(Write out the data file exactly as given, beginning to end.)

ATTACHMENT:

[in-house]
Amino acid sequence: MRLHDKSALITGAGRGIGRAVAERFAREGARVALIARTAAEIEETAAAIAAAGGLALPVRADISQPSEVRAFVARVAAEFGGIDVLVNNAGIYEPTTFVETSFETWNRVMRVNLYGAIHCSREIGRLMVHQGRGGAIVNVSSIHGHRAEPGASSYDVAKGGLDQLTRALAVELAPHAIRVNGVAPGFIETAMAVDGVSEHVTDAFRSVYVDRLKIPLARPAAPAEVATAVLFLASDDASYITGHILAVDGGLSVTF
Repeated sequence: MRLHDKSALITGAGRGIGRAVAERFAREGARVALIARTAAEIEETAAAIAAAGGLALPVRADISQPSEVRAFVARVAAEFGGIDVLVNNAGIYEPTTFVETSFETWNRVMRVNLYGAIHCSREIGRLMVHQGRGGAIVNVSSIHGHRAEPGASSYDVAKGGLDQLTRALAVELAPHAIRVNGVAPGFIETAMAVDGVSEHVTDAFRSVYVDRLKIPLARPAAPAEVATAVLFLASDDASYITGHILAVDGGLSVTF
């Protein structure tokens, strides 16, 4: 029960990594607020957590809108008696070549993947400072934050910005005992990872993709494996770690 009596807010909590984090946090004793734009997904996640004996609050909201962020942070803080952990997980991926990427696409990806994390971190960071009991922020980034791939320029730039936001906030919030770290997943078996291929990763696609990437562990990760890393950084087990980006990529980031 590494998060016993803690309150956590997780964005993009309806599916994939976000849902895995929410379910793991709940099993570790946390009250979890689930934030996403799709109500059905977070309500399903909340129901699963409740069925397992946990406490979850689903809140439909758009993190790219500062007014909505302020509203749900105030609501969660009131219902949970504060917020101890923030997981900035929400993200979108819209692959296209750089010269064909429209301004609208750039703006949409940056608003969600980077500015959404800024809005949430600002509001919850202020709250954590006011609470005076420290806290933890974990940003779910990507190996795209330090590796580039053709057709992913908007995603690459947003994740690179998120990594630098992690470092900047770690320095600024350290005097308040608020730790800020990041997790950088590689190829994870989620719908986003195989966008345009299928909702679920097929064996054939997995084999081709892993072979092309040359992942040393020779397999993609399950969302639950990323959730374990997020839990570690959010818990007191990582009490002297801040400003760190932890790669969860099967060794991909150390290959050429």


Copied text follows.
[in-house]
Amino acid sequence: MRLHDKSALITGAGRGIGRAVAERFAREGARVALIARTAAEIEETAAAIAAAGGLALPVRADISQPSEVRAFVARVAAEFGGIDVLVNNAGIYEPTTFVETSFETWNRVMRVNLYGAIHCSREIGRLMVHQGRGGAIVNVSSIHGHRAEPGASSYDVAKGGLDQLTRALAVELAPHAIRVNGVAPGFIETAMAVDGVSEHVTDAFRSVYVDRLKIPLARPAAPAEVATAVLFLASDDASYITGHILAVDGGLSVTF
Repeated sequence: MRLHDKSALITGAGRGIGRAVAERFAREGARVALIARTAAEIEETAAAIAAAGGLALPVRADISQPSEVRAFVARVAAEFGGIDVLVNNAGIYEPTTFVETSFETWNRVMRVNLYGAIHCSREIGRLMVHQGRGGAIVNVSSIHGHRAEPGASSYDVAKGGLDQLTRALAVELAPHAIRVNGVAPGFIETAMAVDGVSEHVTDAFRSVYVDRLKIPLARPAAPAEVATAVLFLASDDASYITGHILAVDGGLSVTF
């Protein structure tokens, strides 16, 4: 029960990594607020957590809108008696070549993947400072934050910005005992990872993709494996770690 009596807010909590984090946090004793734009997904996640004996609050909201962020942070803080952990997980991926990427696409990806994390971190960071009991922020980034791939320029730039936001906030919030770290997943078996291929990763696609990437562990990760890393950084087990980006990529980031 590494998060016993803690309150956590997780964005993009309806599916994939976000849902895995929410379910793991709940099993570790946390009250979890689930934030996403799709109500059905977070309500399903909340129901699963409740069925397992946990406490979850689903809140439909758009993190790219500062007014909505302020509203749900105030609501969660009131219902949970504060917020101890923030997981900035929400993200979108819209692959296209750089010269064909429209301004609208750039703006949409940056608003969600980077500015959404800024809005949430600002509001919850202020709250954590006011609470005076420290806290933890974990940003779910990507190996795209330090590796580039053709057709992913908007995603690459947003994740690179998120990594630098992690470092900047770690320095600024350290005097308040608020730790800020990041997790950088590689190829994870989620719908986003195989966008345009299928909702679920097929064996054939997995084999081709892993072979092309040359992942040393020779397999993609399950969302639950990323959730374990997020839990570690959010818990007191990582009490002297801040400003760190932890790669969860099967060794991909150390290959050429």